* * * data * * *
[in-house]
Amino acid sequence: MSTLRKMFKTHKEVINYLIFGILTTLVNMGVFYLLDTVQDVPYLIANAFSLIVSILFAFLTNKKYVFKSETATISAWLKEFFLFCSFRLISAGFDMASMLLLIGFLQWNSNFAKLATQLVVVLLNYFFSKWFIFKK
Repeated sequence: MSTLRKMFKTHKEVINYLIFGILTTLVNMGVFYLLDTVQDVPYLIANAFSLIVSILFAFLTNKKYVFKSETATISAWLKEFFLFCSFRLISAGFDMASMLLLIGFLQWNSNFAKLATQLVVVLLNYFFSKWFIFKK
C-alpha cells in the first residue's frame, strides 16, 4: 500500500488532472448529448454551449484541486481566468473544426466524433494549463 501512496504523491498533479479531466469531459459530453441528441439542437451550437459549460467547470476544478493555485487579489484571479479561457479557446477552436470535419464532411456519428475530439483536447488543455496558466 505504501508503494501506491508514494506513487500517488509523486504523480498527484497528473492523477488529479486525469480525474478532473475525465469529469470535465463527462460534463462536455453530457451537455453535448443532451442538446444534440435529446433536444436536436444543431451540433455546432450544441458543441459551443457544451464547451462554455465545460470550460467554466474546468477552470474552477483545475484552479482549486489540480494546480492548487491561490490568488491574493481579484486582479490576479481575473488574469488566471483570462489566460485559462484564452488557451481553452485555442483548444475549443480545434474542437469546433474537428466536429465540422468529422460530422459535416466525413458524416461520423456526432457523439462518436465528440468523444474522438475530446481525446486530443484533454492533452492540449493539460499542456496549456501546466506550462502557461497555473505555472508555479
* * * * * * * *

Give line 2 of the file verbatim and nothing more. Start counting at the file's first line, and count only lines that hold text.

Amino acid sequence: MSTLRKMFKTHKEVINYLIFGILTTLVNMGVFYLLDTVQDVPYLIANAFSLIVSILFAFLTNKKYVFKSETATISAWLKEFFLFCSFRLISAGFDMASMLLLIGFLQWNSNFAKLATQLVVVLLNYFFSKWFIFKK